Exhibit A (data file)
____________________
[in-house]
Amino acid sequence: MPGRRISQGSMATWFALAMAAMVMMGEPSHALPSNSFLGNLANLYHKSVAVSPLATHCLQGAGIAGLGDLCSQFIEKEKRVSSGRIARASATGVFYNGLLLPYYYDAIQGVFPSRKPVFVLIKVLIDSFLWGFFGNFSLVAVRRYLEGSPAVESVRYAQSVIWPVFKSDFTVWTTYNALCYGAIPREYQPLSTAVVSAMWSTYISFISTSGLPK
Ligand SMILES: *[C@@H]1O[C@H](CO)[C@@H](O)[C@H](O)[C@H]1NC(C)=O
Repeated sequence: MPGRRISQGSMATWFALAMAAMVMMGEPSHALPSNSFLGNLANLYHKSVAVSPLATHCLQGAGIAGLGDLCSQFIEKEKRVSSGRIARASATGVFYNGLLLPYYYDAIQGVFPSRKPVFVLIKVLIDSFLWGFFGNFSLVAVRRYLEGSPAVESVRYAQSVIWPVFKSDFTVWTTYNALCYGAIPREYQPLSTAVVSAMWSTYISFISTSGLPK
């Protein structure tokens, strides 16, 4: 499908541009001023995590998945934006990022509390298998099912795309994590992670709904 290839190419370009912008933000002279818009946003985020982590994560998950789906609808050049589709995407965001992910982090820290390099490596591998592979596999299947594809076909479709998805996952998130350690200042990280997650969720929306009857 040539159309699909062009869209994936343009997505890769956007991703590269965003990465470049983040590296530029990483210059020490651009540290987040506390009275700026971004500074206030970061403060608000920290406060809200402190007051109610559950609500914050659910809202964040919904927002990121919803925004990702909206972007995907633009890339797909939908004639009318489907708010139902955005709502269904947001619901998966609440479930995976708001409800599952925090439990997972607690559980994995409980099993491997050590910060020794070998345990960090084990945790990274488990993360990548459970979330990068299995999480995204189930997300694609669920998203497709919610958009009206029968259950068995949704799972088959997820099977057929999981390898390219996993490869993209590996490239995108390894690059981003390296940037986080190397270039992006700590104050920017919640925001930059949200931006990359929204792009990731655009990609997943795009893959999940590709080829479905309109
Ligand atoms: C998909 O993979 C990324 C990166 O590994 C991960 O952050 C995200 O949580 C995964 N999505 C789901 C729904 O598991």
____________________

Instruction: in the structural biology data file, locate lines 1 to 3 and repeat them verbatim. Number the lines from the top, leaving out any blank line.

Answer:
[in-house]
Amino acid sequence: MPGRRISQGSMATWFALAMAAMVMMGEPSHALPSNSFLGNLANLYHKSVAVSPLATHCLQGAGIAGLGDLCSQFIEKEKRVSSGRIARASATGVFYNGLLLPYYYDAIQGVFPSRKPVFVLIKVLIDSFLWGFFGNFSLVAVRRYLEGSPAVESVRYAQSVIWPVFKSDFTVWTTYNALCYGAIPREYQPLSTAVVSAMWSTYISFISTSGLPK
Ligand SMILES: *[C@@H]1O[C@H](CO)[C@@H](O)[C@H](O)[C@H]1NC(C)=O